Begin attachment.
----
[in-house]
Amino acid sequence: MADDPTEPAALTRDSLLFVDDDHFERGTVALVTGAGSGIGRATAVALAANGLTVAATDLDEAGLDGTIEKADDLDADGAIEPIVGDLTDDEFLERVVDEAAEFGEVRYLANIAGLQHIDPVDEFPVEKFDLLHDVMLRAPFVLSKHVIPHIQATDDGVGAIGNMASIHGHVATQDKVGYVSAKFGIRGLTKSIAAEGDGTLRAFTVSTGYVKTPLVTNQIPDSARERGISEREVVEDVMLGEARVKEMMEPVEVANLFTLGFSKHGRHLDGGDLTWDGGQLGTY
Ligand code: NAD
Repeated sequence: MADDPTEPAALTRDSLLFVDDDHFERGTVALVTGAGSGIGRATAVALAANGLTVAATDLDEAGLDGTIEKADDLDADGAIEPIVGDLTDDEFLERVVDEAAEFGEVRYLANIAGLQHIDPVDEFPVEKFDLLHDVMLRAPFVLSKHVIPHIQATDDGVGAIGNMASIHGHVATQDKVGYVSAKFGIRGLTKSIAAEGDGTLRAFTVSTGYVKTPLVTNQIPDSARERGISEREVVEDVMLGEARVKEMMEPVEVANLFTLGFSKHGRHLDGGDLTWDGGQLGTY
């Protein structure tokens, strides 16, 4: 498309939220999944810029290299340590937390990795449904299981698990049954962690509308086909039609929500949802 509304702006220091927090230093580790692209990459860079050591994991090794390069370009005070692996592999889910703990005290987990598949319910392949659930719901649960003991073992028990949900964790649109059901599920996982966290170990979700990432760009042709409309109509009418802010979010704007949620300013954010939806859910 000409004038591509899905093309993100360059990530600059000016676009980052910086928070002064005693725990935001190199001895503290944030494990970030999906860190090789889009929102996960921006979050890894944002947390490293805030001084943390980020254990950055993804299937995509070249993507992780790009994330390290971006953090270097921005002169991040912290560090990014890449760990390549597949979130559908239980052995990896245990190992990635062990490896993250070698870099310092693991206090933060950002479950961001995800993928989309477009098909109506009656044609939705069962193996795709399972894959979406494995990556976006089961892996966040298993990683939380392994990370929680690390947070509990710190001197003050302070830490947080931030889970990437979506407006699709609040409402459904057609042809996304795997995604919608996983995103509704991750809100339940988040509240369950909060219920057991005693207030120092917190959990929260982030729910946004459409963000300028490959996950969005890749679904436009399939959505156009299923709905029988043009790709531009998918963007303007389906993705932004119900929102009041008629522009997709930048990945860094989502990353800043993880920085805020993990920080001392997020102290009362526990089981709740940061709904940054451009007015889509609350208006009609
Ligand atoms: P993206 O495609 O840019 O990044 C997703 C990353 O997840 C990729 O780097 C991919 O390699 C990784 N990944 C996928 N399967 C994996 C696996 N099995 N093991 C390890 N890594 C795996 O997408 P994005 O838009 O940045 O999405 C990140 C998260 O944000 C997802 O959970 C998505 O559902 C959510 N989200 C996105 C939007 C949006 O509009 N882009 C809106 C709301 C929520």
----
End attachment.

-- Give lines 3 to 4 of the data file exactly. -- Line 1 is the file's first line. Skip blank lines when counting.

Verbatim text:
Ligand code: NAD
Repeated sequence: MADDPTEPAALTRDSLLFVDDDHFERGTVALVTGAGSGIGRATAVALAANGLTVAATDLDEAGLDGTIEKADDLDADGAIEPIVGDLTDDEFLERVVDEAAEFGEVRYLANIAGLQHIDPVDEFPVEKFDLLHDVMLRAPFVLSKHVIPHIQATDDGVGAIGNMASIHGHVATQDKVGYVSAKFGIRGLTKSIAAEGDGTLRAFTVSTGYVKTPLVTNQIPDSARERGISEREVVEDVMLGEARVKEMMEPVEVANLFTLGFSKHGRHLDGGDLTWDGGQLGTY